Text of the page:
“It’s crazy,” Dr Mithun Murthy tells me as he rushes off to see another patient.
We’re standing in the middle of ward A7. It’s one of Warrington’s COVID-19 treatment wards.
All around us there’s a buzz of frenetic activity, machines bleeping constantly, doctors and nurses moving between patients, gathering in huddles to plan their expert care.
The ward is almost full with mostly elderly patients, and from what I can see they are mostly women.
It is a specialist respiratory treatment ward. Patients with COVID-19, who need extra care but are not critical, are brought here.
Christopher Gardham has just been wheeled in his bed from a neighbouring ward.
The 60-year-old HGV lorry driver was admitted last Wednesday after he had trouble breathing.
He has tested positive for COVID-19 and Dr Murthy, a consultant respiratory physician, wants to keep a close eye on him.
“I just feel drained, rough. Drained,” Mr Gardham says. And he looks it. His speech is laboured, slow and heavy.
Sitting upright in a chair next to his bed, he looks up and moves his head slowly to answer my questions.
“It was more than just a positive test, it was something deeper down,” he says. “It need to gets sorted out.”
I ask him why he has been moved to this ward.
He replies: “This is a more respiratory [specialist] one to check my breathing better and check my oxygen levels and make sure we’re on the right track.”
The better news for Mr Gardham is there are more known, effective treatments now than there were at the start of the pandemic.
Dr Murthy is treating him with steroids.
“Anyone that comes into hospital that is needing oxygen and meets the criteria for severe COVID infection gets steroids,” Dr Murthy says.
Mr Gardham is on dexamethasone and that got started as soon as he arrived in the emergency department.
I asked Dr Murthy if these new interventions are having an impact on patient care.
“Absolutely,” he says.
The hospital is determined to continue with elective treatments, but managing the beds and capacity is like a game of chess.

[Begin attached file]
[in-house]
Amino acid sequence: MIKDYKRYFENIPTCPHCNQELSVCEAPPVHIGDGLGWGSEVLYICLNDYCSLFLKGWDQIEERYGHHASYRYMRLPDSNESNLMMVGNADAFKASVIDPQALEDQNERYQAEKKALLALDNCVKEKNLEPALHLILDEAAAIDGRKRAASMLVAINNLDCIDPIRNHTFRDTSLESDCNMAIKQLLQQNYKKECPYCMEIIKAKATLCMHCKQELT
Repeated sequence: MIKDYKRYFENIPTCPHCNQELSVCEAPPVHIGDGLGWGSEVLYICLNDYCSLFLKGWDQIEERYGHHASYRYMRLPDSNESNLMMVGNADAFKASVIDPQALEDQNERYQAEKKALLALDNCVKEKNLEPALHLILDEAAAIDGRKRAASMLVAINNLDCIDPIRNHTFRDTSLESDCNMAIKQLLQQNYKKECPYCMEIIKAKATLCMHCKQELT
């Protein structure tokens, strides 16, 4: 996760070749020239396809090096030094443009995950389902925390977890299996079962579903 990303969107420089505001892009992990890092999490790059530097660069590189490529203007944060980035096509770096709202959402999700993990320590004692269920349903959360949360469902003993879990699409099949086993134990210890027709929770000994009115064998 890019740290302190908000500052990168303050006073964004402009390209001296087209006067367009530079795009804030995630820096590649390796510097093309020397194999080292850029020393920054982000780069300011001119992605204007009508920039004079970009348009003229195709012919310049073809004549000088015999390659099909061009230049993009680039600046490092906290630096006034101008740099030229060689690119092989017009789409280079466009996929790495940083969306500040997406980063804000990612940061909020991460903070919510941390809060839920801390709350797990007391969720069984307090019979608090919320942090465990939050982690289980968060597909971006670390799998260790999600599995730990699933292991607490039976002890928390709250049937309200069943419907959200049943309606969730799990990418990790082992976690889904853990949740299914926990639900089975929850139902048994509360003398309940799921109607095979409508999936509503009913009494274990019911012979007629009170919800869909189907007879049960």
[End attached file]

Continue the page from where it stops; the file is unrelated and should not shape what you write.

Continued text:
Everything needs careful planning, constantly moving resources to manage a surge with zero capacity.
But these are not pieces, they are people. And this is no game. It’s life or death.
Warrington, like all hospitals across England’s North West, is busy. Really busy.
Dr Murthy says every infection, every case, brings more pressure on the hospital.
“Infections are really high, people still ending up in hospital,” he says.
“It’s not just a simple cold. It’s much worse than that.
“People are presenting earlier and slightly milder but you still wouldn’t want to end up in hospital, you wouldn’t want to end up on a CPAP mask, you wouldn’t want to end up on a ventilator. God forbid.
“We need to protect beds. Even one person less presenting at hospitals is helpful to us.”
The huge rise in COVID infections is impacting the hospital at every level, including A&E.
During the peak of the pandemic, patients stayed away because they did not want to burden the NHS and because many were afraid of becoming infected.
Now they are returning, so hospitals are dealing with COVID-19 and non-COVID-19 emergencies at the same time.
Dr James Wallace, an emergency medicine consultant, tells me the emergency waiting area is almost full.
“We’re about the same in terms of business as we would be if we didn’t have coronavirus. When you add in COVID patients or patients with suspected coronavirus, we are much busier,” he says.
“We are seeing a difference day-on-day, week-on-week, even compared to the first wave several months ago.
“We are not only seeing the same number of A&E admissions we would before coronavirus, we are now seeing significantly higher number of patients with respiratory symptoms.”
The hospital needs to manage what it calls its “patient flows”.
This means separating COVID-19 from non-COVID-19 patients, so every available space is squeezed; overflow areas found and divided into hot and cold zones.
All of this adds to the pressure. And it’s building day by day. Infection by infection.